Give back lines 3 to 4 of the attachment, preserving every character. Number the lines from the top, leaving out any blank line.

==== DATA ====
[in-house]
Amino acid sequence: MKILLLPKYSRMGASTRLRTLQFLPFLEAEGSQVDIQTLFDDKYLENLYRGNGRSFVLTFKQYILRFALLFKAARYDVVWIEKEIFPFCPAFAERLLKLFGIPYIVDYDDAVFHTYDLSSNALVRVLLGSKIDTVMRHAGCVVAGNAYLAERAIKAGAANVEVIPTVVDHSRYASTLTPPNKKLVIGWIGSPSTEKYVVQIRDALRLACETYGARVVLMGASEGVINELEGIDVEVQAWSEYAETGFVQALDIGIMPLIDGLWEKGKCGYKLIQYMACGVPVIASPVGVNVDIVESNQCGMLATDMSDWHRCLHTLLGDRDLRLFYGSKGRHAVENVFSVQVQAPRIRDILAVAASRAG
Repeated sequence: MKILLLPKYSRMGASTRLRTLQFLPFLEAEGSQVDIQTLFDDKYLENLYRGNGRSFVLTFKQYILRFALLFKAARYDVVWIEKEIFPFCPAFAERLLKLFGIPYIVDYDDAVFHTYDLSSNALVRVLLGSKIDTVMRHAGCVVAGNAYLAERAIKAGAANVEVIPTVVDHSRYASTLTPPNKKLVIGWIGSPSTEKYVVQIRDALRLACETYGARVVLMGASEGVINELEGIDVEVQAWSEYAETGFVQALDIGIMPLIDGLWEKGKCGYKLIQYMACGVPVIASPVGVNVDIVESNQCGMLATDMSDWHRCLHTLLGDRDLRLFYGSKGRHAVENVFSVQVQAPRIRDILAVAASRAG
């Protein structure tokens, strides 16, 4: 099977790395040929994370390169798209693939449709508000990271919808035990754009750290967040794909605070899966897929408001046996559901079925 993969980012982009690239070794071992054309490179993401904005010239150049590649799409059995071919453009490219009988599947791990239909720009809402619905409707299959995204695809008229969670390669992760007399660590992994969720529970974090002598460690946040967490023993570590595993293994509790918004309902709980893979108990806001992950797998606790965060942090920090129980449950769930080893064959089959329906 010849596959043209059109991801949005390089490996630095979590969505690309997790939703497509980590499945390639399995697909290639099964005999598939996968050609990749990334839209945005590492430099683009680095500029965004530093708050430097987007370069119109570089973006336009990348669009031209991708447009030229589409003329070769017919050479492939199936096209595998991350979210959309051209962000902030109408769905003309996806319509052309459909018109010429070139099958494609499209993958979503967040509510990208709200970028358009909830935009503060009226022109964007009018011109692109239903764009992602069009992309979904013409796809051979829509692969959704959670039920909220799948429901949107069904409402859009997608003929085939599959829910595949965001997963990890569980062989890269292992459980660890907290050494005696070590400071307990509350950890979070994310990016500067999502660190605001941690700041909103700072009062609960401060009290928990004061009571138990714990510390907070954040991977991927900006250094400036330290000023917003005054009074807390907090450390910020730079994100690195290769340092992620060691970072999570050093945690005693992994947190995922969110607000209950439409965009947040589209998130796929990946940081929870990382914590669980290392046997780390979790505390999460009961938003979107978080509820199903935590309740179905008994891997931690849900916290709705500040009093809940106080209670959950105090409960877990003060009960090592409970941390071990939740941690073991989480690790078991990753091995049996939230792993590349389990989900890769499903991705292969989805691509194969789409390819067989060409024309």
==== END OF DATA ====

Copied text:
Repeated sequence: MKILLLPKYSRMGASTRLRTLQFLPFLEAEGSQVDIQTLFDDKYLENLYRGNGRSFVLTFKQYILRFALLFKAARYDVVWIEKEIFPFCPAFAERLLKLFGIPYIVDYDDAVFHTYDLSSNALVRVLLGSKIDTVMRHAGCVVAGNAYLAERAIKAGAANVEVIPTVVDHSRYASTLTPPNKKLVIGWIGSPSTEKYVVQIRDALRLACETYGARVVLMGASEGVINELEGIDVEVQAWSEYAETGFVQALDIGIMPLIDGLWEKGKCGYKLIQYMACGVPVIASPVGVNVDIVESNQCGMLATDMSDWHRCLHTLLGDRDLRLFYGSKGRHAVENVFSVQVQAPRIRDILAVAASRAG
């Protein structure tokens, strides 16, 4: 099977790395040929994370390169798209693939449709508000990271919808035990754009750290967040794909605070899966897929408001046996559901079925 993969980012982009690239070794071992054309490179993401904005010239150049590649799409059995071919453009490219009988599947791990239909720009809402619905409707299959995204695809008229969670390669992760007399660590992994969720529970974090002598460690946040967490023993570590595993293994509790918004309902709980893979108990806001992950797998606790965060942090920090129980449950769930080893064959089959329906 010849596959043209059109991801949005390089490996630095979590969505690309997790939703497509980590499945390639399995697909290639099964005999598939996968050609990749990334839209945005590492430099683009680095500029965004530093708050430097987007370069119109570089973006336009990348669009031209991708447009030229589409003329070769017919050479492939199936096209595998991350979210959309051209962000902030109408769905003309996806319509052309459909018109010429070139099958494609499209993958979503967040509510990208709200970028358009909830935009503060009226022109964007009018011109692109239903764009992602069009992309979904013409796809051979829509692969959704959670039920909220799948429901949107069904409402859009997608003929085939599959829910595949965001997963990890569980062989890269292992459980660890907290050494005696070590400071307990509350950890979070994310990016500067999502660190605001941690700041909103700072009062609960401060009290928990004061009571138990714990510390907070954040991977991927900006250094400036330290000023917003005054009074807390907090450390910020730079994100690195290769340092992620060691970072999570050093945690005693992994947190995922969110607000209950439409965009947040589209998130796929990946940081929870990382914590669980290392046997780390979790505390999460009961938003979107978080509820199903935590309740179905008994891997931690849900916290709705500040009093809940106080209670959950105090409960877990003060009960090592409970941390071990939740941690073991989480690790078991990753091995049996939230792993590349389990989900890769499903991705292969989805691509194969789409390819067989060409024309």